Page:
Certainly it is a great thing that Abraham has confidence in God's preservation of Ishmael, but that makes the following situation no less perilous for Hagar and her teenage son. Rising early in the morning, Abraham takes bread and a waterskin and puts them on Hagar's shoulder. I doubt that the bread and waterskin were significant enough to last more than a few days, especially between an adult woman and a teenage boy. The narrator sums up the distressing scene in minimal language: "he sent her and the boy away."

Can you imagine the sorrow and despair of Hagar and Ishmael in this moment? A father sending away his oldest son. A woman being cast off by the only family she's ever known. A mother and son being sent into almost certain death in the wilderness. The reader knows God's promise, but Ishmael and Hagar have no such assurance.

Hagar leads out the narration from this point forward and it says that she "left and wandered in the Wilderness of Beersheba." Who knows how long this wandering lasted, but very soon after their departure, the resources run out. When the water is gone, Hagar leaves Ishmael under a bush. (This phraseology has given the false impression to many that the boy was a baby, but the chronology of Genesis is such that it is certain Ishmael was a teenager.)

Hagar leaves her son in the shade and finds a place to sit nearby. But, she is far enough away so that she cannot see him. Hagar knows that without water they are going to die in a few days and she cannot bear to watch it happen. The despair in Hagar's thoughts in palpable: "I can't bear to watch the boy die!" The scene is terrifying in the extreme. With no recourse for help, Hagar weeps loudly.

(There is a textual variant in the LXX, the Greek translation of the Old Testament, which says that it is the boy who weeps loudly. The translators probably made this change because the next verse says that God hears the voice of the boy, not the voice of Hagar. Either way, though, the point is the same: both Hagar and Ishmael are in despair, near death.)

In the final surprise of Hagar's story, the angel of God appears to Hagar from heaven once again. His words reiterate God's provision for Ishmael and even play off the meaning of his name "God hears." The angel says, "God has heard the voice of the boy from the place where he is." Once again, God hears the cries of the outsider and the outcast. He instructs Hagar: "Get up, help the boy up, and sustain him, for I will make him a great nation."

One wonders what Hagar can do to "sustain" the dehydrated boy, but the next verse answers this dilemma. God opens Hagar's eyes and she "sees" a "well of water." Notice that "The God Who Sees" (16:13) now allows Hagar to "see" and what she sees is the source of their physical salvation. Hagar goes, fills their waterskin, and gives Ishmael the needed refreshment.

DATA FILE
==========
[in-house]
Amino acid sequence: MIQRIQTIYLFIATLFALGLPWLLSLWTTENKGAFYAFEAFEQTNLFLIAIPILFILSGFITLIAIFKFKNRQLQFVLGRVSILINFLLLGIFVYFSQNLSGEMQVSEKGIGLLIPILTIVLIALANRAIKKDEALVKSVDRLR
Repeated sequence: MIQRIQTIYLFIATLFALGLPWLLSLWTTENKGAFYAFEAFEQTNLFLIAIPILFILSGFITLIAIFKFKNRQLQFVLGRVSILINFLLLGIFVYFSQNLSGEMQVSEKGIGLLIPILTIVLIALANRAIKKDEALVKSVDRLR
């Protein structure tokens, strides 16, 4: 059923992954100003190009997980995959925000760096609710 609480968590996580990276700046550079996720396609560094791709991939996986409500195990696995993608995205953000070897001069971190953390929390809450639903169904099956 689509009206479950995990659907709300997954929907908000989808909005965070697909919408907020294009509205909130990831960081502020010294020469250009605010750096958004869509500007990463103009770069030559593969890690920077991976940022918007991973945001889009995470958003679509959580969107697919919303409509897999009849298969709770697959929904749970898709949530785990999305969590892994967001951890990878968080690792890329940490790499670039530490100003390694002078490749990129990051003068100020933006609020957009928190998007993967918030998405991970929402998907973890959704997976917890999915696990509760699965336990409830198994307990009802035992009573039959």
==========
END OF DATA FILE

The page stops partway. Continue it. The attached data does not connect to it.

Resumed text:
The narrative seems to stop abruptly at this point. It is as if once Hagar encountered the Lord again and Ishmael was given into God's care that there is no need to detail the rest of what happens. The reader is given a summary of Ishmael's life: "God was with the boy, and he grew; he settled in the wilderness and became an archer. He settled in the Wilderness of Paran, and his mother got a wife for him from the land of Egypt" (21:20-21).

I observe a source both for sadness and joy in this bare description of Ishmael's growth into manhood. It seems that from the time Abraham expelled Hagar and Ishmael that he never saw either of them again. The woman who bore Abraham's first son is never mentioned again and Abraham mourns and weeps only for Sarah when she dies. Hagar vanishes into the pages of history.

Moreover, Ishmael never sees his father again and it is his mother who must get a wife for him (an act typically reserved for the father [see Genesis 21]). At his death, Isaac and Ishmael come together to bury their father (25:9), a fact often overlooked by those who want to see contentiousness between the two brothers, but the man who brought him into the covenant with God never encounters Ishmael again. It seems that father-less families are not only the problem of the 20th and 21st centuries.

Even with the sadness in this story, though, there are reasons for joy as well. Notice that the narrator says, "God was with the boy." We live in an age of tremendous hatred for the presumed descendents of Ishmael. Many would like to think that because Isaac was the child of promise that Ishmael was ignored by God. But, nothing could be further from the truth. God was with Ishmael. This is the same way the Bible speaks of God being with Joseph. God blessed Ishmael intentionally and he had twelve sons in a way parallel to Jacob, lived a long life, and upon his death "was gathered to his people" in the same way Abraham was.